I believe in striving for kindness in my professional and personal life. I believe the world needs kinder leaders that display empathy and love. I like data to inform my decisions and when not available, I believe in going with my gut, while having the nimbleness and receptiveness to learn and change course. It gives me great pleasure to see people grow and achieve their Ikigai and I strive to help them in their endeavors.
In your opinion, do digital events give you a similar level of feedback/result vis-à-vis the live versions? What would you say were the biggest pros and cons of both formats? Which do you prefer?
I think digital events potentially have a wider reach where people that cannot travel due to their circumstances can still avail of the knowledge imparted in these sessions. An in-person session has a different vibe and you can feel the energy of the room and that can seed some amazing connections and discussions as well. My ideal space would be a hybrid where we get to experience people connection and allow for more folks to take advantage of these sessions.
What is your take on in-person events? Do you prefer in-person events as compared to hybrid or virtual? How soon do you think in-person events would return?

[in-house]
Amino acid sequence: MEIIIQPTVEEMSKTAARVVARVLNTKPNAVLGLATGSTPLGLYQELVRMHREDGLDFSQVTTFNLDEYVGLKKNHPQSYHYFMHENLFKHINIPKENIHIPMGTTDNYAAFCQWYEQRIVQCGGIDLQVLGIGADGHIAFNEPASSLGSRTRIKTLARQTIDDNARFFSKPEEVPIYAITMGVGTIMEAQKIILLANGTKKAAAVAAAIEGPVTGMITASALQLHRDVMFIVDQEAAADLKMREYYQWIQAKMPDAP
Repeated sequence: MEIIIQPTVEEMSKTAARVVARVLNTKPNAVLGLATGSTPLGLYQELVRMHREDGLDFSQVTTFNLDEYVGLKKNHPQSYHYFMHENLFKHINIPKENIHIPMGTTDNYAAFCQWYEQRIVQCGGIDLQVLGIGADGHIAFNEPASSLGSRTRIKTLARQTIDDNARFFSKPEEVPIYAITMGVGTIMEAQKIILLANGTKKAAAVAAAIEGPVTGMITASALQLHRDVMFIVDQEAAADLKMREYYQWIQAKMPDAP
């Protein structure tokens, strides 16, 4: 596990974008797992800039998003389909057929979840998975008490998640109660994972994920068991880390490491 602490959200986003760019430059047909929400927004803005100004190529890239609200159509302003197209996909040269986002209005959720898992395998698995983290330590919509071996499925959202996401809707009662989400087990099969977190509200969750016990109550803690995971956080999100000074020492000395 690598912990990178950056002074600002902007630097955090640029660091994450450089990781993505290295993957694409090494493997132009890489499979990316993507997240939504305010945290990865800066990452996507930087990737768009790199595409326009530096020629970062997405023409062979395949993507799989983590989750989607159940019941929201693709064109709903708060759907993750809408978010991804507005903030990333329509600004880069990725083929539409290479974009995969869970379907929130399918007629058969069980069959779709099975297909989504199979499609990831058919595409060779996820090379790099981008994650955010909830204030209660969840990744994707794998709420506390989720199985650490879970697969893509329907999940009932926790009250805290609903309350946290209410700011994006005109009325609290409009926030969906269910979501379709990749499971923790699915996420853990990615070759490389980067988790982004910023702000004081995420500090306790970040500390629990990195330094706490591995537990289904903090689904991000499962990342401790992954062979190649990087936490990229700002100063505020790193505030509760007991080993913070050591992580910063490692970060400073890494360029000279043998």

I prefer hybrid events as it provides an opportunity for in-person interactions and for remote people to join in the conversation.
In your opinion, what are the top 3 challenges to returning to ‘In-Person’ events? How could we mitigate risks?
The biggest risk has to be the Covid pandemic, and the need to be vaccinated. We still do not fully understand the virus so there is a need to be vigilant. Needing vaccination proofs do help here.
I think the other is to hold an event at the appropriate location and time and not dilute the content. That has always been a tricky proposition with in-person events. Allowing a community-driven selection process may help here.
Eventible has recently launched a B2B Interactive in Person Event Tracker – the tracker shows you in-person events going live in various parts of the world. Do you think this is useful?
I do believe this would be a game-changer. I have often felt the need to use such a platform to inform me of different events around the world. This will help us learn about the pace of development and the learnings from all around the world and help us collectively grow.
Eventible.com is a review platform catering to B2B events. Given how review-driven our lives have become today, do you think reviews will bring in a level of transparency to the events industry? Would you rely on event reviews from other speakers if you had to make a speaking decision?
I would definitely like to see this data to make that decision, and I think this is a great idea. I have in the past participated in conferences where the theme was not clear and the audience was very disengaged. This will help me as a speaker use my time at events that can better serve my audience.
Finally, do you have a favorite mocktail or drink? We’d be delighted to know.
I love chai. I make it every day in the morning, and again in the evening. It reminds me of home and of simpler times.